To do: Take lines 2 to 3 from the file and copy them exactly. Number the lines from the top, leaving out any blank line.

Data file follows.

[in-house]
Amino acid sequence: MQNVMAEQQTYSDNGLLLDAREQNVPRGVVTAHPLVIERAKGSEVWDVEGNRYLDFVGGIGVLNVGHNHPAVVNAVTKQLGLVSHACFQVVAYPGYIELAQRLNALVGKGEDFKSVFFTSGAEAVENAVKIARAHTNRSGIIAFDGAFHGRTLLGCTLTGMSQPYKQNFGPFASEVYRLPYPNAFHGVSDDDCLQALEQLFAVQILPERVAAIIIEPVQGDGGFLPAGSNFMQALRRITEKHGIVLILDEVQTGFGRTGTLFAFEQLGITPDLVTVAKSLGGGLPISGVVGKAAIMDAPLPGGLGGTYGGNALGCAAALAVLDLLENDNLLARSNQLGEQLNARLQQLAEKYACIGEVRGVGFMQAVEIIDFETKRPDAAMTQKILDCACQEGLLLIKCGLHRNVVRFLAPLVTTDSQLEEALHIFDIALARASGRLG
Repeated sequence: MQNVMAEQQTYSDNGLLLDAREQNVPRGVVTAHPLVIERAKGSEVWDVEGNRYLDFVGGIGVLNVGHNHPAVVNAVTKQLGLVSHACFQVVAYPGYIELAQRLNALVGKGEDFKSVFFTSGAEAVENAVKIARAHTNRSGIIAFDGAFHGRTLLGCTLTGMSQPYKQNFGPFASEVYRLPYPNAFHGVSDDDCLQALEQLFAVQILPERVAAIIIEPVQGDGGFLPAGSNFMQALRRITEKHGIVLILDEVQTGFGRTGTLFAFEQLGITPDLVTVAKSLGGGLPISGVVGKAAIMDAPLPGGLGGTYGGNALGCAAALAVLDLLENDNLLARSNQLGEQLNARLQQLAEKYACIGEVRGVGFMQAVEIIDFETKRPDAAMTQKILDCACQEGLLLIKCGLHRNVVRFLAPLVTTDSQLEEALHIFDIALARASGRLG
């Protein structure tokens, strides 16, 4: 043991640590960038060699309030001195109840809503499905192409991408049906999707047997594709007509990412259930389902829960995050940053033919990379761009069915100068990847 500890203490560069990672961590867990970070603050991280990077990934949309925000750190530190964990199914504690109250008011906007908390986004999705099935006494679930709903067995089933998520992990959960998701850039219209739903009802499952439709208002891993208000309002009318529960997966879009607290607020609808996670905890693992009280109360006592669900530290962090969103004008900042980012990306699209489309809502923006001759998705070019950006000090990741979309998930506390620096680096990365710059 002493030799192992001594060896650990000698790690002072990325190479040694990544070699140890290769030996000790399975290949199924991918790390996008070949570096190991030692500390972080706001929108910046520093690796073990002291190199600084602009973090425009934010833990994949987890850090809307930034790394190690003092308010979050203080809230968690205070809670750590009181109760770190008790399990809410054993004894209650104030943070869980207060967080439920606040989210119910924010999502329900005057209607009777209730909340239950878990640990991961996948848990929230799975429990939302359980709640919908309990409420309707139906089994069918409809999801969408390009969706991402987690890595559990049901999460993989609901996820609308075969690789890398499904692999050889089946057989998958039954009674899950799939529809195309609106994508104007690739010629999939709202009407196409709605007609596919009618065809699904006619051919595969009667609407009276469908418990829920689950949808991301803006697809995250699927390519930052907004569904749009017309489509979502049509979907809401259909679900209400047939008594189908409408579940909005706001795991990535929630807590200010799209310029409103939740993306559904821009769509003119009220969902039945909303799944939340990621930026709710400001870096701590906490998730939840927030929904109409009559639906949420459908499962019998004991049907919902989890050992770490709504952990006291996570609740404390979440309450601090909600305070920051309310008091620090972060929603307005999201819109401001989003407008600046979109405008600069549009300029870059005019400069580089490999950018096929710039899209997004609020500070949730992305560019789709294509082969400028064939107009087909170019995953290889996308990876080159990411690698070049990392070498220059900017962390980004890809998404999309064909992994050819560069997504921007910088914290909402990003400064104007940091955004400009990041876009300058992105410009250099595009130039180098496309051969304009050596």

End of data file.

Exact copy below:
Amino acid sequence: MQNVMAEQQTYSDNGLLLDAREQNVPRGVVTAHPLVIERAKGSEVWDVEGNRYLDFVGGIGVLNVGHNHPAVVNAVTKQLGLVSHACFQVVAYPGYIELAQRLNALVGKGEDFKSVFFTSGAEAVENAVKIARAHTNRSGIIAFDGAFHGRTLLGCTLTGMSQPYKQNFGPFASEVYRLPYPNAFHGVSDDDCLQALEQLFAVQILPERVAAIIIEPVQGDGGFLPAGSNFMQALRRITEKHGIVLILDEVQTGFGRTGTLFAFEQLGITPDLVTVAKSLGGGLPISGVVGKAAIMDAPLPGGLGGTYGGNALGCAAALAVLDLLENDNLLARSNQLGEQLNARLQQLAEKYACIGEVRGVGFMQAVEIIDFETKRPDAAMTQKILDCACQEGLLLIKCGLHRNVVRFLAPLVTTDSQLEEALHIFDIALARASGRLG
Repeated sequence: MQNVMAEQQTYSDNGLLLDAREQNVPRGVVTAHPLVIERAKGSEVWDVEGNRYLDFVGGIGVLNVGHNHPAVVNAVTKQLGLVSHACFQVVAYPGYIELAQRLNALVGKGEDFKSVFFTSGAEAVENAVKIARAHTNRSGIIAFDGAFHGRTLLGCTLTGMSQPYKQNFGPFASEVYRLPYPNAFHGVSDDDCLQALEQLFAVQILPERVAAIIIEPVQGDGGFLPAGSNFMQALRRITEKHGIVLILDEVQTGFGRTGTLFAFEQLGITPDLVTVAKSLGGGLPISGVVGKAAIMDAPLPGGLGGTYGGNALGCAAALAVLDLLENDNLLARSNQLGEQLNARLQQLAEKYACIGEVRGVGFMQAVEIIDFETKRPDAAMTQKILDCACQEGLLLIKCGLHRNVVRFLAPLVTTDSQLEEALHIFDIALARASGRLG